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State Sen. Mike McGuire becomes first North Coast majority leader in 30 years

State Sen. Mike McGuire


State Sen. Mike McGuire

State Sen. Mike McGuire recently gained a new title — majority leader — which takes him up a rung on the Capitol ladder to the second-highest-ranking position in the California Legislature's upper house.

The Jan. 19 appointment by Senate President Pro Tem Toni Atkins also marks the first time in 30 years that a North Coast representative has been named to the post — a milestone not lost on the 42-year-old Healdsburg resident who comes from a long line of farmers.

 In a recent interview with the Journal, McGuire said he believes he will "bring a unique view to this leadership position," noting such key posts are often held by elected officials from urban areas. 

 "I'm one of the few democrats who represents a rural region of California, and I'm proud of it," he said.

 As majority leader, McGuire said he will be working with Atkins to set policy and budget priorities and his office now manages the entire Senate floor, scheduling "every policy vote, every budget vote," and overseeing the movement of bills through the Senate process.

 "I'm incredibly grateful to serve in this new role but I want to make it very clear: My top priority has been and will always be the North Coast. And we've got a lot of work ahead of us," McGuire said.

 McGuire, who served as assistant majority leader for the last three years, replaces Sen. Bob Hertzberg, who is termed out of office this year.

"Sen. Hertzberg leaves huge shoes to fill, of course, but knowing Sen. McGuire and his energy, he will work to fill them, shine them, put in new laces and resole them, all within two and a half minutes," Atkins said in a release announcing the changes.

 First elected to the state Senate in 2014, McGuire's mercurial rise in politics began more than two decades earlier when at 19 he became the youngest person elected to the Healdsburg Unified School District board before becoming the city's youngest mayor. After an inaugural term as a Sonoma County supervisor, he turned his sights to the state Senate, winning handily in 2014 before taking 76 percent of the vote to overwhelmingly win re-election in 2018.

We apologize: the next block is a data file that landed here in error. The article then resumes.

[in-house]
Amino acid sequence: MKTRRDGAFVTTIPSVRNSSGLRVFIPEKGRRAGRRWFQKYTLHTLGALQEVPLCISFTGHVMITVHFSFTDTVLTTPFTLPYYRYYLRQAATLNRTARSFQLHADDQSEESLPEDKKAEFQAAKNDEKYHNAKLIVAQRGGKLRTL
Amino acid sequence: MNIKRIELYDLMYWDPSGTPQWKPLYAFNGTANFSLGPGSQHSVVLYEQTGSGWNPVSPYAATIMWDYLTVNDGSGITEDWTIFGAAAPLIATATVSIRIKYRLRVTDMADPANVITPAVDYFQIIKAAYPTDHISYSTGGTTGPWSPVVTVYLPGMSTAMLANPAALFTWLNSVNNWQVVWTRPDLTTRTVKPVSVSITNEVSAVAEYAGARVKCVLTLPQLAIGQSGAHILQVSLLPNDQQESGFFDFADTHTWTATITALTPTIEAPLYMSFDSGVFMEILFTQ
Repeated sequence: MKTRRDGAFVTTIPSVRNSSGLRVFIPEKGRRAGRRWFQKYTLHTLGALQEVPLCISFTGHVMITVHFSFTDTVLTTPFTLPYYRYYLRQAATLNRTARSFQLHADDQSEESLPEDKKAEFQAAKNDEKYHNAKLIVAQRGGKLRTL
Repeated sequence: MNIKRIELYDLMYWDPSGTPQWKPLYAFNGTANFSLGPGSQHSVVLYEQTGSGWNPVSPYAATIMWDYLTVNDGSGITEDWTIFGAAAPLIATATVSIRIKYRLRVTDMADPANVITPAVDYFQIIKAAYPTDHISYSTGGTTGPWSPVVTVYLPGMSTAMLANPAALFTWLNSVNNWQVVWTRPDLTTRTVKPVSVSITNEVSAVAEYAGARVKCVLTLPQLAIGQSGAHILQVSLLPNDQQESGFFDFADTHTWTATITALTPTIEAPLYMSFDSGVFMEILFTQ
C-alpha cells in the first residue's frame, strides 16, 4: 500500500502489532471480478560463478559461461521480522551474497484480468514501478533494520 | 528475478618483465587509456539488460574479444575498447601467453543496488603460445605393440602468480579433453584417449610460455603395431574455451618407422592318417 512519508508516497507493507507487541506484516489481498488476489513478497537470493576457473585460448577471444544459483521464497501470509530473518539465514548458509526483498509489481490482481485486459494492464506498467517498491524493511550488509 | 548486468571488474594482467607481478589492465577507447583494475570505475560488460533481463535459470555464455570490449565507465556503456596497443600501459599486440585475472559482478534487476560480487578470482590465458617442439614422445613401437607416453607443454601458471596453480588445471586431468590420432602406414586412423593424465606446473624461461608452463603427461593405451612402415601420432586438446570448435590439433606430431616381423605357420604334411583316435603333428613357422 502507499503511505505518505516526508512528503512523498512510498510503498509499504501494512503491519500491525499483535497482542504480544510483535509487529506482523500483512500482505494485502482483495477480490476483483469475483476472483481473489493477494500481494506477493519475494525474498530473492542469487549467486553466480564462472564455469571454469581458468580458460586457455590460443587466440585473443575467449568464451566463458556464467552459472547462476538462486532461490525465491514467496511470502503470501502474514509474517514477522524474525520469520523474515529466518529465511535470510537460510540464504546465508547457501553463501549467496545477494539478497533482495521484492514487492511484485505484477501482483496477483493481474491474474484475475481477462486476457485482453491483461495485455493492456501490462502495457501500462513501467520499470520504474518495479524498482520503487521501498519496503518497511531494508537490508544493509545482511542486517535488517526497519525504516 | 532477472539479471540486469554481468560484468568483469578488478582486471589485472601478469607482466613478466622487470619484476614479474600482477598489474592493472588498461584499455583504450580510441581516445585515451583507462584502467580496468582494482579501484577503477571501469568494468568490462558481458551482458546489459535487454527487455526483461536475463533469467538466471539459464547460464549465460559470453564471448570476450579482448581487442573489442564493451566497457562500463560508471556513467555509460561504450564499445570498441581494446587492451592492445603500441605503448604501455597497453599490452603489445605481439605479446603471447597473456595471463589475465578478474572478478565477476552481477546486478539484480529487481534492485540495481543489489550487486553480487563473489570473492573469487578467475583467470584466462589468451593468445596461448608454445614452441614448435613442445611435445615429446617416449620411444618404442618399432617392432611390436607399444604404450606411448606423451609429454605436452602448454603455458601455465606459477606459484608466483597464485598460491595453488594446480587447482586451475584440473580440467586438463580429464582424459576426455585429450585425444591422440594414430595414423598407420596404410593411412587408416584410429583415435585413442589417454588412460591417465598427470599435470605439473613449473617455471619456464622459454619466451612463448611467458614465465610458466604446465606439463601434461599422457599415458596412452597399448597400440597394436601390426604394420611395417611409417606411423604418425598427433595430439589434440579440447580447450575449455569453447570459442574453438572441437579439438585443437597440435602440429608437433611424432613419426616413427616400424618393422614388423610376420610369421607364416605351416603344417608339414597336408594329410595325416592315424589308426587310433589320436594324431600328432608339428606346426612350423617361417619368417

Over the years, McGuire has authored a number of bills with North Coast connections, including the creation of the Great Redwood Trail that aims to transform abandoned railroad tracks into a meandering pathway connecting Humboldt Bay to its counterpart in San Francisco. His legislation to halt a bid to bring a "toxic coal train" down the now defunct tracks of the Eel River Valley — which could derail the trail project — just passed the full  Senate.

 During Donald Trump's presidency, McGuire co-authored a bill that would have required presidential candidates to release their tax returns in order to appear on the primary ballot in California. While it was signed by the governor on its second go-around, the California State Supreme Court later struck down the law.

Cal Poly Humboldt's Political Science Department Chair Stephanie Burkhalter said McGuire's appointment to majority leader represents "a vote of confidence" in his abilities by Atkins and his fellow Democrats in the Senate. 

And, she said, it potentially sets him up to take over the state Senate's top slot when Atkins is termed out of office in 2024, or if she steps down for other reasons. McGuire, who is up for re-election this year, is eligible to serve through 2026.

"It's immensely important to the North Coast that our state senator is in such a prominent role in leadership in the Legislature; at a minimum, it means that our needs and perspectives are articulated and considered in every piece of legislation that the Senate considers on the floor," Burkhalter told the Journal.